Dog Immune System Boosters and Supplements
A depressed immune response and the accumulation of toxins in organs and tissues are at the root of many chronic canine diseases. The following supplements support the immune system and aid the body in detoxification.
Supplements to Boost the Immune System
Supplements that enhance the body's immune response are useful for most chronic illnesses and can also be used to give your pit bull's immune system a temporary boost during times of stress. These supplements should be avoided, however, if your dog is suffering from an autoimmune disorder.
- Medicinal Mushrooms - There are a number of very promising studies documenting the effects of extracts from medicinal mushrooms such as reishi, maitake, and shiitake on the immune system. These mushrooms improve the body's immune response and can even suppress the growth of certain cancerous tumors. They also have anti-inflammatory benefits and help protect the liver. Mushroom extracts are helpful in the long-term treatment of chronic diseases as well as for increasing your dog's resistance to viral pathogens in a boarding kennel or at an agility trial. They are frequently used as an adjunctive cancer treatment.
Recommended Dosage: Depends on the formula, but generally you will want to give a dog with a compromised immune system at least a gram or two a day. The main reason not to go overboard is expense, not toxicity. Mushroom extracts are very safe but unfortunately quite costly. It's fine to give 100% of the recommended human dose.
- Astragalus - Astragalus is among the most commonly used herbs in Traditional Chinese Medicine. Its primary function is to strengthen the immune system's ability to fight diseases. Astragalus is often combined with echinacea in herbal cold and flu remedies, but unlike echinacea, which is best used for short-term treatment, astragalus is safe and effective for long-term use. There is some evidence that astragalus can inhibit tumor growth. As a result, it is frequently given to dogs fighting cancer. Can be brewed into a medicinal tea (decoction) or given as a powdered or liquid extract. Look for an extract that also contains some of the whole herb. Plants usually work synergistically, so a single isolated compound won't be as effective.
Recommended Dosage: If you've made a decoction, give 2 teaspoons per ten pounds of body weight up to three times a day. With a powdered or liquid extract, give the dose recommended for adult humans.
- Echinacea - This well-known herb increases immunity to viruses, bacteria, and fungi by stimulating the body's white blood cells to spring into action. Echinacea is best used for short-term (1-4 weeks) treatment. Helpful if given at the first signs of kennel cough or other infections. Can also be used preemptively when you know your dog will be exposed to an environment with many pathogens or during times of stress. There are different echinacea species, but Echinacea purpurea is generally considered the most effective. Look for a standardized extract containing 15% echinacasides.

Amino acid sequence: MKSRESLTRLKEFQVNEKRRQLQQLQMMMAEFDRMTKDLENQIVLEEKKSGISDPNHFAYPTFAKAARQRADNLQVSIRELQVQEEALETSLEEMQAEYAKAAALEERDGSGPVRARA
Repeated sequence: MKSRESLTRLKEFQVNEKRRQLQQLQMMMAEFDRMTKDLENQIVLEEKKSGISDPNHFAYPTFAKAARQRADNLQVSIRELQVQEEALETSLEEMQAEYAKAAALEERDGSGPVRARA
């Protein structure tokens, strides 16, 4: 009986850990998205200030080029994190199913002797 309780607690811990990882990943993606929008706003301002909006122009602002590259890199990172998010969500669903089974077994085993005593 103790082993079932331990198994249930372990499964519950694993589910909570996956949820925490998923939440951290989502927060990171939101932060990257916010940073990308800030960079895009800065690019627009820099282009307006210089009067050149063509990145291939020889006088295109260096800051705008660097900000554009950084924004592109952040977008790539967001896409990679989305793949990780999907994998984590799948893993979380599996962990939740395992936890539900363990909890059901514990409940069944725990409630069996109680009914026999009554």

Recommended Dosage: Amounts will vary depending on the formula. Give about 3/4 of the dose recommended for adult humans.
- Probiotics - Probiotics are friendly bacteria that live in your dog's digestive tract. Probiotic supplements are enormously helpful if your dog is being treated with antibiotics or experiencing digestive problems, but studies show that their benefits go far beyond the gastrointestinal system. Probiotics containing Enterococcus faecium (a bacteria strain specific to dogs) and Lactobacillus sporogenes have been shown to improve the body's immune response in dogs.
Recommended Dosage: See product label.
Also helpful for immune health: antioxidants such as green tea extract, coenzyme Q10, vitamins A, C and E, selenium, alpha lipoic acid, bioflavonoids, quercetin, garlic, etc.
Supplements to Detoxify the Body
Toxins are all around us: Environmental pollutants, weed killers, insecticides, drugs, chemical additives, antibiotics and hormones in meats, heavy metals in the soil and water--it all adds up. Being lower to the ground and more likely to ingest questionable material, dogs are particularly vulnerable to toxins. The following herbs aid the body in the detoxification process.